Here’s a simple post for a simple recipe to make your own yogurt. You can do this! You want to do this! There’s something deeply satisfying about homemade yogurt—the making of it, and above all, the eating.

Your yogurt can be as thin or as thick as you like; thickening is achieved by straining the yogurt. I always make some of each: thinner for using as an ingredient in other dishes or eating a lovely, pure bowlful; thicker for spreading and pairing with just about every other Lebanese dish there is. It’s our crème de la crème, our flavor-maker, the delight of every plate.

Homemade yogurt; Lebanese laban
My Sitto and my mother and many other a Lebanese cook rinse the pan out with cool water before pouring the milk in, to help prevent burning the milk. I do not know if this practice is effective, but it is not mine to question. Read additional tips on making yogurt here.

½ gallon milk (skim, 1%, 2%, or ideally, whole organic milk)
1/4 cup yogurt (rawbi, plain yogurt with live active cultures; ideally whole milk), room temperature

Heat the milk: Rinse a large heavy saucepan (3-quart or larger) with cool water. Add the milk, and if using, clip a digital thermometer in the pan. Bring to just below a boil (210 degrees) at medium low heat, about 15 minutes. Stay nearby, because the milk will froth up and as it begins to boil it will rise up swiftly in the pan. Remove from the heat immediately.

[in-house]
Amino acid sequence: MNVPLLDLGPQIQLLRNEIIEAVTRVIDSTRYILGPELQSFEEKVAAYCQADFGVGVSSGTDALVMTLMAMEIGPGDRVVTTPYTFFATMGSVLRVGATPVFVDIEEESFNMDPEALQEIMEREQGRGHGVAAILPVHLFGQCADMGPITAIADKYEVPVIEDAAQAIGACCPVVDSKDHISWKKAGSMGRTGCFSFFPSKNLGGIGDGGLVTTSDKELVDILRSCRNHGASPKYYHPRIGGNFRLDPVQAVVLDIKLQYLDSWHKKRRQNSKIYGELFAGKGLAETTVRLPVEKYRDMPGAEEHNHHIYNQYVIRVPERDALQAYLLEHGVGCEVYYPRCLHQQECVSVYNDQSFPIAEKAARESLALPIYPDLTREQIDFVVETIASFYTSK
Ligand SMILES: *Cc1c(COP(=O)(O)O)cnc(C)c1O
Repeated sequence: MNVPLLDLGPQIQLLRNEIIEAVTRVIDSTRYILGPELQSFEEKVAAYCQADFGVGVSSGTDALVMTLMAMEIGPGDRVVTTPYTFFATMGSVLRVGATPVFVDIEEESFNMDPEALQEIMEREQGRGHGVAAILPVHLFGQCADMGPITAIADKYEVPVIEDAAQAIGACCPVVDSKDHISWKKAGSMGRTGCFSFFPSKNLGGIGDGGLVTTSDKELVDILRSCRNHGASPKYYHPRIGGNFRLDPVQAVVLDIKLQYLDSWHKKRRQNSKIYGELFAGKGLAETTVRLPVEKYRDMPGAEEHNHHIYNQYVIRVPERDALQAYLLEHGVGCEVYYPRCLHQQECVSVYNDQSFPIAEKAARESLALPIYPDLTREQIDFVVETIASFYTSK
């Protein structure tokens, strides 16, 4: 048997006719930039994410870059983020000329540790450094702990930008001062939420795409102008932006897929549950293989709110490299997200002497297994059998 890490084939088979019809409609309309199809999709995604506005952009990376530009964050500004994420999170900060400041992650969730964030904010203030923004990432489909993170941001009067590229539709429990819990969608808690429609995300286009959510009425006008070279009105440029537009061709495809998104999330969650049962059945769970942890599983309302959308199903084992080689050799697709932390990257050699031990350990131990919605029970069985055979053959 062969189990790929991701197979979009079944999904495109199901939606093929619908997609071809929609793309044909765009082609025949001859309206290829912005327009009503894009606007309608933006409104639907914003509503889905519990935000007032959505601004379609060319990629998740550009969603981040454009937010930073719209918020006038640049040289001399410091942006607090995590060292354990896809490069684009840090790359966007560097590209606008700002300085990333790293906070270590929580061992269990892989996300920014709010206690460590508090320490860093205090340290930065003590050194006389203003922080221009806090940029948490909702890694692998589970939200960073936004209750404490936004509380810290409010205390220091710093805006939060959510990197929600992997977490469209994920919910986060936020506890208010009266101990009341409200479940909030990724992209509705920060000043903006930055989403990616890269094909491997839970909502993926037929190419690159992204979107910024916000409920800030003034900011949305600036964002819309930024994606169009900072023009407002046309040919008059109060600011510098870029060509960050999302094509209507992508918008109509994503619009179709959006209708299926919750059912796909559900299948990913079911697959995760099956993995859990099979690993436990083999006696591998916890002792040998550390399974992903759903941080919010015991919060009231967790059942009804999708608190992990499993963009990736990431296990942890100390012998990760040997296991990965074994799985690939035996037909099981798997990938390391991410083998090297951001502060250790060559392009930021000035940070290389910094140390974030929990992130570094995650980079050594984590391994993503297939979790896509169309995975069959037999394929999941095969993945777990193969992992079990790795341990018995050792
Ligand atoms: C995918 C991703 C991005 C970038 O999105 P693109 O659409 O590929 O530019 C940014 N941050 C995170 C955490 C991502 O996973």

Cool the milk and add the starter: Let the milk cool down to 110-115 degrees, stirring occasionally. If you are not using a thermometer, the equivalent is when your pinkie can just withstand being swirled in the milk for ten seconds. Arriving at this temperature can take an hour. If the milk cools below 110 degrees, gently warm it up to 110-115 degrees. If in this process of reheating, the temperature goes above 115 degrees, wait again until it comes back down to 110-115. Spoon a few tablespoons of the milk at this temperature into the yogurt (rawbi) starter, then stir that starter yogurt into the milk. You will notice a skin forms on the surface of the milk; that can be stirred right in with the starter, or spooned out.

Rest the milk: Remove the thermometer if you’ve used one, and cover the pan. Set the pan aside, undisturbed, in a warm spot for anywhere from 6 to 10 hours, or overnight. An ideal incubator is the oven, turned off (the oven can be heated on the lowest setting for a minute before placing the pan in, just to encourage warmth, but be sure to turn it off immediately).

Chill the yogurt: Remove the pot from the oven. The milk will have thickened into yogurt. Place, undisturbed as of yet, into the refrigerator for 1-3 days to further set the yogurt before eating or straining to thicken.

Congratulations: small batch, handcrafted deliciousness is yours.

Tomorrow, more on straining the laban, and the very many special ways to enjoy eating it.

Print this recipe here. Find my short essay on making laban, published in Saveur, here.

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